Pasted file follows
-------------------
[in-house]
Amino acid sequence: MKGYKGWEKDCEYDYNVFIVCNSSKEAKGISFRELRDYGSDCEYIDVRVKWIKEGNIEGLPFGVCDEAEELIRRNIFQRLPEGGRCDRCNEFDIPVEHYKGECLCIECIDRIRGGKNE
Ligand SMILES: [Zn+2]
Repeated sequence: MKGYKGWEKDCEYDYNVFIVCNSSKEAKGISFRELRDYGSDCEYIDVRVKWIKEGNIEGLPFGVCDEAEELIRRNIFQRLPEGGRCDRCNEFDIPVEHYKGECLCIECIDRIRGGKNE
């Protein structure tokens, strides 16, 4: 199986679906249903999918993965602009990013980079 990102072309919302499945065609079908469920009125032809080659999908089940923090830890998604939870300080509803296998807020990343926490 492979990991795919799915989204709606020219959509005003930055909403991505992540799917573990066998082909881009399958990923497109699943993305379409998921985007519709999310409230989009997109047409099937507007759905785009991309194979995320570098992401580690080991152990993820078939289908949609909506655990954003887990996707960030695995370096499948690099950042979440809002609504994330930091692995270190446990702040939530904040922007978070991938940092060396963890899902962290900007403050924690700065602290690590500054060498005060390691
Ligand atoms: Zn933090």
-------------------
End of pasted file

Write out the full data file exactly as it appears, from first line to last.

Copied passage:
[in-house]
Amino acid sequence: MKGYKGWEKDCEYDYNVFIVCNSSKEAKGISFRELRDYGSDCEYIDVRVKWIKEGNIEGLPFGVCDEAEELIRRNIFQRLPEGGRCDRCNEFDIPVEHYKGECLCIECIDRIRGGKNE
Ligand SMILES: [Zn+2]
Repeated sequence: MKGYKGWEKDCEYDYNVFIVCNSSKEAKGISFRELRDYGSDCEYIDVRVKWIKEGNIEGLPFGVCDEAEELIRRNIFQRLPEGGRCDRCNEFDIPVEHYKGECLCIECIDRIRGGKNE
């Protein structure tokens, strides 16, 4: 199986679906249903999918993965602009990013980079 990102072309919302499945065609079908469920009125032809080659999908089940923090830890998604939870300080509803296998807020990343926490 492979990991795919799915989204709606020219959509005003930055909403991505992540799917573990066998082909881009399958990923497109699943993305379409998921985007519709999310409230989009997109047409099937507007759905785009991309194979995320570098992401580690080991152990993820078939289908949609909506655990954003887990996707960030695995370096499948690099950042979440809002609504994330930091692995270190446990702040939530904040922007978070991938940092060396963890899902962290900007403050924690700065602290690590500054060498005060390691
Ligand atoms: Zn933090």